The Egli-Vincent

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Steve Tonkin Classics

In the world of Classic motorcycle, Egli-Vincent is not the only re-creation available on the market. There is also some other great Classic like these Tonkin Tornado, Typhoon and Tempest, which stands for Manx, G50 and Goldstar. Three pieces of the British motorcycles history.

Steve Tonkin, a former professional racer, has an illustrious race career between 1970 and 1983, included numerous top 6 Isle of Man TT places, the 250cc Junior TT title in 1981, and winning 3 British 250cc.  Today, Steve is reconverted in the restoration of British Classic Bikes and the re-creation of these three famous fifties racers adapted to road specifications.

The Norton Manx is certainly the most famous racer in the 500cc category. Many riders dreamt to convert this base to road legal and some did, but such conversion is not really straightforward and the adaptation of the charge alternator, the kick-start or even the decompressor are quite a challenge. Thus those who converted the Manx, finesse the charge electric system and accommodated with the bump start style.

This was not acceptable for Tonkin, which collaborated with Molnar to develop this road specification. As Molnar owns the Manx heritage and focus exclusively on racers specification, Tonkin assembles focusses on the road bikes. The result is quite outstanding and definitely in the same class than the Egli-Vincent re-creation proposed by Godet. Everything works and the road Manx is nimble and fast, reaching easily 130mph.

Beside the Norton Manx, the Matchless G50 and BSA Goldstar are the two alternative choices. Unlike the Manx, which is installed in its original Featherbed, the Typhon and Tempest have a Seeley Mk3 replica frame.

Philippe Guyony © 2013

Steve Tonkin on the first Tonkin Tornado.

Steve Tonkin on the first Tonkin Tornado 500.

Inspiration; an original Norton Manx 500 30M © Brendan Bogue

Inspiration: an original Norton Manx 500 30M
© Brendan Bogue

Recreation: the Tonkin Tornado. Engine is the 500cc DOHC Molnar Manx (86 x 85.6 mm) delivering 50 HP at 7,000 rpm with an Amal 38 mm concentric © Patrick Douki

Recreation: the Tonkin Tornado. Engine is the 500cc DOHC Molnar Manx (86 x 85.6 mm) delivering 50 HP at 7,000 rpm . Note that the battery is hidden under the seat.
© Patrick Douki

The Manx engine has been modified to road spec, including a decompressor. The Quaife 5 speed gearbox has a kick start.  © Patrick Douki

The Manx engine has been modified to road spec, including a decompressor, and electronic magneto, while the GP carburetor has been replaced by an Amal 38 mm Concentric. The Quaife 5 speed gearbox has a kick start. © Patrick Douki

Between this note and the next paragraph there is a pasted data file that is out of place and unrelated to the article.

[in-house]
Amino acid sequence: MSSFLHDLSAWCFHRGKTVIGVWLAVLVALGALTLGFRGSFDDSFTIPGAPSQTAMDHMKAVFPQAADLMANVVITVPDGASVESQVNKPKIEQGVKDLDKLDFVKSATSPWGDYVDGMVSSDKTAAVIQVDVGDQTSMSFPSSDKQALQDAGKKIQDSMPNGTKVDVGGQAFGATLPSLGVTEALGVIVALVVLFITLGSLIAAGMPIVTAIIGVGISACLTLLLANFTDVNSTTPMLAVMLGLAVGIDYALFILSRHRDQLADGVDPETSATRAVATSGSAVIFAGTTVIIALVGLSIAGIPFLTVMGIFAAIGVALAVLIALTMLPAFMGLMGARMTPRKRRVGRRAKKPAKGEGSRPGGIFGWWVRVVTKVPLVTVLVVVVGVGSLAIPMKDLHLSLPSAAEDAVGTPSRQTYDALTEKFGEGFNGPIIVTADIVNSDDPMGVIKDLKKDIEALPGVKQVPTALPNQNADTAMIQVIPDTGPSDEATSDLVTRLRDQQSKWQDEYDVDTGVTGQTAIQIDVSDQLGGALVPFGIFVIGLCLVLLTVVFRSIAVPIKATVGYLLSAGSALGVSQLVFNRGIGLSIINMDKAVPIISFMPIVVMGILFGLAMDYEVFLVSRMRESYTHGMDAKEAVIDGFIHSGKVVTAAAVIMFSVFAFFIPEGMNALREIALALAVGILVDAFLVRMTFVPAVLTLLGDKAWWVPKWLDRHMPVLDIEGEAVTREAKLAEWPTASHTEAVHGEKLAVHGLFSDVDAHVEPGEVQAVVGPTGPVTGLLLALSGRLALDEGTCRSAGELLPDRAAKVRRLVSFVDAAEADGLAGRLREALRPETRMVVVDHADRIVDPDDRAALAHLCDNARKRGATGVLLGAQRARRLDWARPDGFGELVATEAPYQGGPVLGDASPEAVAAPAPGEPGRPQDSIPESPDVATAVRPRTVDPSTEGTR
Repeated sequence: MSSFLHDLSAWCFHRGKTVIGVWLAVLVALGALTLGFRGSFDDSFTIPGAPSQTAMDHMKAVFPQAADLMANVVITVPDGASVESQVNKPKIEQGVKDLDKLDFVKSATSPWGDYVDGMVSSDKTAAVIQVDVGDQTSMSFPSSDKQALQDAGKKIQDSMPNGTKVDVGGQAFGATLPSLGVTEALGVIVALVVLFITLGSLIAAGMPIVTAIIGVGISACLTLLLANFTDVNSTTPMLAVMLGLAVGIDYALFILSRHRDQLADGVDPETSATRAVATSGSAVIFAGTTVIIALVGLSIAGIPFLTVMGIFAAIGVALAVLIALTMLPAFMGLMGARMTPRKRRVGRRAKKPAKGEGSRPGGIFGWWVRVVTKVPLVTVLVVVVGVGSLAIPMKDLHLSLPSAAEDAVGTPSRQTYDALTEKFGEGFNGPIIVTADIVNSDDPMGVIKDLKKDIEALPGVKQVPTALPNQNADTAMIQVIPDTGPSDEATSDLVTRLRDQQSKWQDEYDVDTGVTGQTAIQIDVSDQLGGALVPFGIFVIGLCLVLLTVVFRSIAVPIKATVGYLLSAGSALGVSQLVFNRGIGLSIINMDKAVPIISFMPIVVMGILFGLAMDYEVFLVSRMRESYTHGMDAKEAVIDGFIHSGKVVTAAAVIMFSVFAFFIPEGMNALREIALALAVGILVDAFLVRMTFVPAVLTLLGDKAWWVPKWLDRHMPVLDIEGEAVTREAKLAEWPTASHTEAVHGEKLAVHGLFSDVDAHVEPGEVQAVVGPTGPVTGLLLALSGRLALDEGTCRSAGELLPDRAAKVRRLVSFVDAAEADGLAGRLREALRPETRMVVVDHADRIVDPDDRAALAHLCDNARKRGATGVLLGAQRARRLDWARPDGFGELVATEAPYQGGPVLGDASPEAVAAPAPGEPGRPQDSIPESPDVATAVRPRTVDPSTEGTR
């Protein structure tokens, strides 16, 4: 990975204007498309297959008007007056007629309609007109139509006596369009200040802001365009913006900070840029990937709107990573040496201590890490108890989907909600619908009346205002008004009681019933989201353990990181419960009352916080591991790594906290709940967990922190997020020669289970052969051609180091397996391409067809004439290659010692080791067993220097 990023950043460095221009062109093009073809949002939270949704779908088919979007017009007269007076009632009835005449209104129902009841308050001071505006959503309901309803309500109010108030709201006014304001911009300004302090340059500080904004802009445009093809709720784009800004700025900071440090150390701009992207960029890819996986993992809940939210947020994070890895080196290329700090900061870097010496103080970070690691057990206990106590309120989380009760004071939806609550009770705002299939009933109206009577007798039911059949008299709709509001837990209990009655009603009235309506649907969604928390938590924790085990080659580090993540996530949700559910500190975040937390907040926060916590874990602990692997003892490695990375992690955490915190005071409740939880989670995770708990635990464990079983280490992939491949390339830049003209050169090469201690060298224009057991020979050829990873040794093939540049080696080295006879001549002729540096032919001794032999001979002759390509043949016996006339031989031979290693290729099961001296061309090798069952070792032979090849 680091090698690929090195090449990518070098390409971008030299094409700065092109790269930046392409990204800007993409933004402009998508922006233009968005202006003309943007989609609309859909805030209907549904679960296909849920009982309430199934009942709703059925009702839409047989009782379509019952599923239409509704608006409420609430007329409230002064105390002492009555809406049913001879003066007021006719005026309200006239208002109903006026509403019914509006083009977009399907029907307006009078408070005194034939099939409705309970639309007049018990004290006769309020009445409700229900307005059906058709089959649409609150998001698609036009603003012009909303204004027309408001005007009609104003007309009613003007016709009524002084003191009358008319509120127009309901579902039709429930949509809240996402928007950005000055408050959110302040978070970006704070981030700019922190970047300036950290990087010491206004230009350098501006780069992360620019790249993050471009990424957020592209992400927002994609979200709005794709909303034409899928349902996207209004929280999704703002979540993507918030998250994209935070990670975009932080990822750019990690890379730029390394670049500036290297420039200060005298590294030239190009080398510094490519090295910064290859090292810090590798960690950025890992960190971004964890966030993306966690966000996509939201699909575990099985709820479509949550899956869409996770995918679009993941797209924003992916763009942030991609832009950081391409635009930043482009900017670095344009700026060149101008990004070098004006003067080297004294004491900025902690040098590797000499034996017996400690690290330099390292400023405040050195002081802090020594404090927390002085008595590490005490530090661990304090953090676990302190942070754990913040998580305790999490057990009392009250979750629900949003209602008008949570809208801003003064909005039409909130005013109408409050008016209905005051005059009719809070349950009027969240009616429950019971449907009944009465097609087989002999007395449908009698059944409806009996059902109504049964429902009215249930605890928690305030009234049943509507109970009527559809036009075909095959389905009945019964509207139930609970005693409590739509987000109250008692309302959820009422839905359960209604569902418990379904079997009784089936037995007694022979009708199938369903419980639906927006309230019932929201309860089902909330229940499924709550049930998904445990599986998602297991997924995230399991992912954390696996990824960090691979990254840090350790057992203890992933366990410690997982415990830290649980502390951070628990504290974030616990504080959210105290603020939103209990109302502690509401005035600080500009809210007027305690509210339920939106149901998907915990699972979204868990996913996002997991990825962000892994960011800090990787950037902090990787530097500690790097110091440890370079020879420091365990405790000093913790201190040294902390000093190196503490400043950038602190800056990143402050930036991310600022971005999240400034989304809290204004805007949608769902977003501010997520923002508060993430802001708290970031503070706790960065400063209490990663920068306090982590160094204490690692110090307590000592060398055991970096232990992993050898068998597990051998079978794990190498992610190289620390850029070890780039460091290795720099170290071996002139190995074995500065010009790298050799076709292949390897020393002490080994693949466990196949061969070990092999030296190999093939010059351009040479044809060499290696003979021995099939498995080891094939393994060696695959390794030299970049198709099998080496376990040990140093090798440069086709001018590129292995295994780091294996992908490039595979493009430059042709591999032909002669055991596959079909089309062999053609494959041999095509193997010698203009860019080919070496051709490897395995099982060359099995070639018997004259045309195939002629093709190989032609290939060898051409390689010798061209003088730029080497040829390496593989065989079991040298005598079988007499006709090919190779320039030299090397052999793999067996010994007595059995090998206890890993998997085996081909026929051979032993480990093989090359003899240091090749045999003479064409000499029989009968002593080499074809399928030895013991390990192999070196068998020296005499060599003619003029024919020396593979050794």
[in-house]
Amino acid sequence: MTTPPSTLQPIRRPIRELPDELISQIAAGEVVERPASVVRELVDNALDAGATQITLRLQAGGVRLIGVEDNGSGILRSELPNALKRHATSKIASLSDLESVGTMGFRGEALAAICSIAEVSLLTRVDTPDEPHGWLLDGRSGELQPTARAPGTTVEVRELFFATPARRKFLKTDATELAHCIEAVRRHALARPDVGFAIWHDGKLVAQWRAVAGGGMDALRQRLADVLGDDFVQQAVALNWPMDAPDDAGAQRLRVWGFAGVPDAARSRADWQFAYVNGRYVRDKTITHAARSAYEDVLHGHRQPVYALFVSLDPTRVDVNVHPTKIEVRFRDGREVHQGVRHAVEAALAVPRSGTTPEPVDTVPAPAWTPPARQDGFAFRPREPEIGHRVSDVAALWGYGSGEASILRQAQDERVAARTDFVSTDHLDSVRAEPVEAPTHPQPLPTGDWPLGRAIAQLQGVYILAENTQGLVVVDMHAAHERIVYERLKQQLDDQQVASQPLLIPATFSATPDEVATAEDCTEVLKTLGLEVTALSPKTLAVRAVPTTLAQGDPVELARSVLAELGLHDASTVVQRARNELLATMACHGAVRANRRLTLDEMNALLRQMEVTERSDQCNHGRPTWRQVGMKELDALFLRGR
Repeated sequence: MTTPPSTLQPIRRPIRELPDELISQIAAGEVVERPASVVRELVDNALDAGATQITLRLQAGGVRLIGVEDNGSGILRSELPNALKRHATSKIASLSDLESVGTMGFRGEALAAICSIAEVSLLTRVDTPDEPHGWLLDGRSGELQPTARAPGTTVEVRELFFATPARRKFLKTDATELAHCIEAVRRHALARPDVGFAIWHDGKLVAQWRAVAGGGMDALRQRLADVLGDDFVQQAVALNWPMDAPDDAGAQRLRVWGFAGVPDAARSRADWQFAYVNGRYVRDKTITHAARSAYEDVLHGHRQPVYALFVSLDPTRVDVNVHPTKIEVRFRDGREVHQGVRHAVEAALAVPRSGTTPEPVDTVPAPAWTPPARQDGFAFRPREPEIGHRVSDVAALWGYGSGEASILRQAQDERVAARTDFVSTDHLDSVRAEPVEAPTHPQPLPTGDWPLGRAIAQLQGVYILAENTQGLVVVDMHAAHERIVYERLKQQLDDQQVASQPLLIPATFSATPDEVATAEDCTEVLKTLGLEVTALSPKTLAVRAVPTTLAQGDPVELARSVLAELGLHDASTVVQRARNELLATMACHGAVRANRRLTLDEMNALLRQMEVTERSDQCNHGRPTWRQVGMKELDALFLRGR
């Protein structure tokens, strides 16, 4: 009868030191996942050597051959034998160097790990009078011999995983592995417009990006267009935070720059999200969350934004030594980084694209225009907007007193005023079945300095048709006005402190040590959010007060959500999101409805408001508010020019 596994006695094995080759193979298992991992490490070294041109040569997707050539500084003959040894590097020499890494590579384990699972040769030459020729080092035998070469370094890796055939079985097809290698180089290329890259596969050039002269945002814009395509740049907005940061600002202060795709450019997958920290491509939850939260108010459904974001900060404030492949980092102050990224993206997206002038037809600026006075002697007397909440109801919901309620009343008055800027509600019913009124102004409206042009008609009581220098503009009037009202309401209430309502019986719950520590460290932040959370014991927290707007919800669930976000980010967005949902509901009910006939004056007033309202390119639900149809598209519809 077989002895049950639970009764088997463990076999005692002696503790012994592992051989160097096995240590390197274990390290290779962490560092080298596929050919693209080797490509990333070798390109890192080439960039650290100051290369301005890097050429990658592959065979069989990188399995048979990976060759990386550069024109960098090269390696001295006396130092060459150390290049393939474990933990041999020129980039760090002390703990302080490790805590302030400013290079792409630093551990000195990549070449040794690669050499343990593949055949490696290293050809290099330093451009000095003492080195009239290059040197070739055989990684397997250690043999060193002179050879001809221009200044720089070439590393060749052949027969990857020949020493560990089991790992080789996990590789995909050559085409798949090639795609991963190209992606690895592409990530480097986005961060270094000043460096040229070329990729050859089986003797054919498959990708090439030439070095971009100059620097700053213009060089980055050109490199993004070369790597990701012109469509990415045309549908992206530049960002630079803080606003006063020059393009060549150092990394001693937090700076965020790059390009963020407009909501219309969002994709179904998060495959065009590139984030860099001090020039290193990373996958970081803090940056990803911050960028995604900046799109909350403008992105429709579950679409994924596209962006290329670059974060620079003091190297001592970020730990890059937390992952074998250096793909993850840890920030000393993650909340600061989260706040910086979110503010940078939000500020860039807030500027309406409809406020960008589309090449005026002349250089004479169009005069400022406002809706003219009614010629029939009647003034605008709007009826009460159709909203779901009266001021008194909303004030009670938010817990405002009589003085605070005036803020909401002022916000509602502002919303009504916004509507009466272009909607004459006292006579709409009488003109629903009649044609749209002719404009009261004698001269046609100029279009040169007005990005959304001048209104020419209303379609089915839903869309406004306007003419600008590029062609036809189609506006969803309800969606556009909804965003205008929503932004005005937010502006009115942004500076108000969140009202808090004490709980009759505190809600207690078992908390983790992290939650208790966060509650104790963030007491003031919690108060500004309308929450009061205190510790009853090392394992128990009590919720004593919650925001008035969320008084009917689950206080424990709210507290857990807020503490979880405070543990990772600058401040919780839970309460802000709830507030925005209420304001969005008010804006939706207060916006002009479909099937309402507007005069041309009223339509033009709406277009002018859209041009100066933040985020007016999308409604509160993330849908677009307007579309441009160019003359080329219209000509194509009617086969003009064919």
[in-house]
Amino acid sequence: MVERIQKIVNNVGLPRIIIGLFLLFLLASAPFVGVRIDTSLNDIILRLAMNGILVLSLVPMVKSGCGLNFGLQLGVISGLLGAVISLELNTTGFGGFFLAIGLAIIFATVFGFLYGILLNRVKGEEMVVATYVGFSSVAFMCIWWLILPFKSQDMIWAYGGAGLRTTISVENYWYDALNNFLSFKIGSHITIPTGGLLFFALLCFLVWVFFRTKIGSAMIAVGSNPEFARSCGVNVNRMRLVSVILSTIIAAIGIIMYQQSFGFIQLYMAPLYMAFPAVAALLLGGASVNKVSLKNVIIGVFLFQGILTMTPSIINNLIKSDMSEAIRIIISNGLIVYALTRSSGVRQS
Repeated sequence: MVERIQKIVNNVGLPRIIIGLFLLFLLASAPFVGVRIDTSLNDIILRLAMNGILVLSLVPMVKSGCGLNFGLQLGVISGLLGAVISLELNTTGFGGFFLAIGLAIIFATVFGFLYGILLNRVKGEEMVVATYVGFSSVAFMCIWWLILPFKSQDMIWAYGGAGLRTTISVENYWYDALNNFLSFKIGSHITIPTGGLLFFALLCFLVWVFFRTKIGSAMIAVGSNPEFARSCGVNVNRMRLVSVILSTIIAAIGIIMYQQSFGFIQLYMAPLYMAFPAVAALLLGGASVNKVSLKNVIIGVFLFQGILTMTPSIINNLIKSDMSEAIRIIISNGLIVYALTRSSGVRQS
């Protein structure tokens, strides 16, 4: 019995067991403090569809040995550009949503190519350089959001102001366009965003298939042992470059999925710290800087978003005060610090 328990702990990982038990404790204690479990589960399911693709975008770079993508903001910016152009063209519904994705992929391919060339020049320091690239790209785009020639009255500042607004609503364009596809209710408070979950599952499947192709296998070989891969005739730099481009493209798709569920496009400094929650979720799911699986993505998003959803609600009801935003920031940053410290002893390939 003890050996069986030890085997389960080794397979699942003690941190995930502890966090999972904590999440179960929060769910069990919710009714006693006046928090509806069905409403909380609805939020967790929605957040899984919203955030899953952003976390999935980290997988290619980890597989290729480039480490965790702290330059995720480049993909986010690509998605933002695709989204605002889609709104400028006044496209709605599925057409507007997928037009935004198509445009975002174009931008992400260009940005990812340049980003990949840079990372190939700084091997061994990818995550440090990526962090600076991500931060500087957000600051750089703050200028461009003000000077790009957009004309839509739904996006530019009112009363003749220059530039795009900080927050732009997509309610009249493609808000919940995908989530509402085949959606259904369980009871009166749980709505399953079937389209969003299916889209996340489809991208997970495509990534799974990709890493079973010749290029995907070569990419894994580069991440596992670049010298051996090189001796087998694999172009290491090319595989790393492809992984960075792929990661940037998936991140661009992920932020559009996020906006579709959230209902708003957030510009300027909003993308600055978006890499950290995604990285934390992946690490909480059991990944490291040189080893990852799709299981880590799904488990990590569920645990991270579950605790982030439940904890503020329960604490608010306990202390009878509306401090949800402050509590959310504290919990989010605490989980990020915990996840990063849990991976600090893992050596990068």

The Manx engine has been modified to road spec, including a longer crankshaft to accommodate the charge alternator. The enclosed primary case is similar to the Commando but is specific to Tonkin road bikes.

The Manx engine has been modified to road spec, including a longer crankshaft to accommodate the charge alternator. The enclosed primary case is similar to the Commando but is specific to Tonkin road bikes.

Inspiration: an original Matchless Seeley G50 500cc at the Barber Museum

Inspiration: an original Matchless Seeley G50 500cc (the Barber Museum)

Recreation: Tonkin Typhoon with 500 or 600 cc G50 engine in a Seeley Mk3 Replica rolling frame.

Recreation: Tonkin Typhoon with 500 or 600 cc G50 engine in a Seeley Mk3 Replica rolling frame.

Inspiration: an original BSA 500 Gold Star DBD34GS

Inspiration: an original BSA 500 Gold Star DBD34GS

Recreation: Tonkin Tempest with a 500 or 600 cc DBD34GS engine in a  Seeley Mk3 Replica rolling frame.

Recreation: Tonkin Tempest with a 500 or 600 cc DBD34GS engine in a
Seeley Mk3 Replica rolling frame.

Sources:

http://www.stevetonkinclassics.com

http://www.manx.co.uk

http://www.motorcycleclassics.com/classic-british-motorcycles/street-legal-norton-manx.aspx#axzz2kd9tNFLt

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About Philippe Guyony

The Vincent was of course not not my first motorcycle but rather a slow maturation process, which started in 1982 when a friend of mine offered me the opportunity to ride his Rapide for a few miles. I was student at that time, and in fact, it took me 12 long years to afford the acquisition of my own 1948 Rapide Series B. Since, I have own many other V-Twins of any kind, including a 1951 C Black Shadow, but the Egli-Vincent became to me like an obviousness, or at least, the motorcycle that suited me the best. Even today, although I love all British Classics, she remains for me the ultimate motorcycle, the one I would have if I had to keep only one. My wish is to be able to convey this passion to you through these pages dedicated to the Egli-Vincent and more widely to the Fast Vincent.

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This entry was posted on December 29, 2013 by in Ton-Up Culture and tagged , , , , , , , , , .
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